USDA Sending $23 Million to Improve Uniontown’s Wastewater System
U.S. Sen. Richard Shelby (R-Alabama) has announced that the U.S. Dept. of Agriculture has awarded Uniontown a $23,437,500 grant to rehabilitate the city’s entire wastewater collection system. Alabama News Network has covered Uniontown’s sewage problems for years.
“Water and wastewater systems across the country are aging, overburdened and in need of replacement,” said Sen. Shelby in a statement. “Failure to invest in these water projects has devastating economic and public health consequences,” he said.
The money will provide a major infrastructure redesign and rehabilitation. The project will include construction of a connection between Uniontown and Demopolis which will pump wastewater to Demopolis for treatment. Once that happens, the treatment of wastewater through Uniontown’s existing lagoon and spray field system will stop.
Shelby’s statement says the lagoons and spray field serving Uniontown will be decommissioned and reclaimed, which will eliminate wastewater overflow and help the city to better comply with environmental regulatory requirements. Approximately 2,810 customers in Uniontown and the surrounding area are served by this wastewater system.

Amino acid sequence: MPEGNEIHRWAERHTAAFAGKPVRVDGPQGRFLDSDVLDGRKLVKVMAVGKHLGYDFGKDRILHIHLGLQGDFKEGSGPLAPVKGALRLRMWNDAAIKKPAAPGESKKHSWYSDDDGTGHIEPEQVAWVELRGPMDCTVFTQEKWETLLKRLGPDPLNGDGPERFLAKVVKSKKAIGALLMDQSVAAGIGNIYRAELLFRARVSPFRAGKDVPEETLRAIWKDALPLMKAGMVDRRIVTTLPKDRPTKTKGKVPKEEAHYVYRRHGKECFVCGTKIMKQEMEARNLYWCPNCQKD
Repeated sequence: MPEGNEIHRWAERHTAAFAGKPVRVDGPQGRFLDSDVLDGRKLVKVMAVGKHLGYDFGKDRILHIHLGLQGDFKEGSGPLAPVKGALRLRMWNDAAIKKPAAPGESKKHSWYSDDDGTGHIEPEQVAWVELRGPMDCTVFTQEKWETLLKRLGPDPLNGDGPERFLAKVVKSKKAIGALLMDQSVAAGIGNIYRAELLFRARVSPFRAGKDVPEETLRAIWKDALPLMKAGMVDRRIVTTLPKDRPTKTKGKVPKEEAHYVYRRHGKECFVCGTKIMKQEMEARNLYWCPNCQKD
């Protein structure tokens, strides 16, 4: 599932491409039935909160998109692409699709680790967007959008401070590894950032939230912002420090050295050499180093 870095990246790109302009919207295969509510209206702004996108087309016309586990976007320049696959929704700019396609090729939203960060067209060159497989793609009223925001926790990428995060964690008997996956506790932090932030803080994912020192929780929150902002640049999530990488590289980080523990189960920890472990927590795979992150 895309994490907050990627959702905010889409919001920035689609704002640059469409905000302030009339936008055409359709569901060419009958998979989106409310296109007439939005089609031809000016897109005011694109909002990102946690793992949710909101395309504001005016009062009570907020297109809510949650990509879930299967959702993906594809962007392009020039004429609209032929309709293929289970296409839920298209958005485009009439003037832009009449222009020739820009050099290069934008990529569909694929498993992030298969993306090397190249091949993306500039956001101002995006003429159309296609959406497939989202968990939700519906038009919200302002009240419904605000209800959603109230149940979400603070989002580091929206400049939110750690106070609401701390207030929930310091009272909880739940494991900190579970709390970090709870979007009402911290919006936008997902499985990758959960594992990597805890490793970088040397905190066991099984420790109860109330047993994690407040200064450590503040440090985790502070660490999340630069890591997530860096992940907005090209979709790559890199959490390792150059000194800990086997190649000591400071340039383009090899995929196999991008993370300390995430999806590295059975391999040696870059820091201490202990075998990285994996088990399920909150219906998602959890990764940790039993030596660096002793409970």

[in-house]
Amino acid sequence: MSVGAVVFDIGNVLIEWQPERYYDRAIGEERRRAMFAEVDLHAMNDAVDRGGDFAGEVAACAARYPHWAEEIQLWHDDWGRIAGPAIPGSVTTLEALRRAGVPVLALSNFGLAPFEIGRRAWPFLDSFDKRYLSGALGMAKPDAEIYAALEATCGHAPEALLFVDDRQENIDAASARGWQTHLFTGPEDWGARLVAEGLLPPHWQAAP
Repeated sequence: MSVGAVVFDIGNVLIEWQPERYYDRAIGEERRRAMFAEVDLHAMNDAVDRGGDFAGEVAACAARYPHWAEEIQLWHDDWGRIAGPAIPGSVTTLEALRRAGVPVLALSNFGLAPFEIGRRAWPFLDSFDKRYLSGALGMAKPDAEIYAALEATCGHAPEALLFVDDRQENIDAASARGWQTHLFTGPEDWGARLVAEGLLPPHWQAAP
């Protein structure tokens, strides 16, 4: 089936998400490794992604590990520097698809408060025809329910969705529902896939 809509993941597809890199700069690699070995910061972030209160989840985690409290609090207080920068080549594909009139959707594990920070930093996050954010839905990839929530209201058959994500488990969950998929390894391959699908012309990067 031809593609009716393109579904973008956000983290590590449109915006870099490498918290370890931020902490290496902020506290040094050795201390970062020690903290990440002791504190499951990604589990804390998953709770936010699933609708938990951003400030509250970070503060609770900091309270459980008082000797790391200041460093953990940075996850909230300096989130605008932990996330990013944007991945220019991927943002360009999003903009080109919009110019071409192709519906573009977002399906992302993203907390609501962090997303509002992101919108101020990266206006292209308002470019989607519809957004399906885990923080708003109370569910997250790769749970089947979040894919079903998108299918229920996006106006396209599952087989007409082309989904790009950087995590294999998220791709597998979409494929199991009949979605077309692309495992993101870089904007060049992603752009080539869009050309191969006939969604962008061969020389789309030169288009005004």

U.S. Rep. Terri Sewell (D-Alabama) also released a statement: “Thank you to Senators Richard Shelby and Doug Jones, Congressman Robert Aderholt, USDA State Rural Development Director Chris Beeker, and all of the state and local stakeholders who helped to make this investment possible. No American family should have to live without access to safe wastewater treatment in the 21st Century. I have met with families in rural Alabama who struggle with the health and economic challenges created by failing wastewater systems,” she said.
In March, Sewell worked with House appropriators to secure $1.8 billion in additional funding for water and wastewater infrastructure under USDA as part of an omnibus spending bill.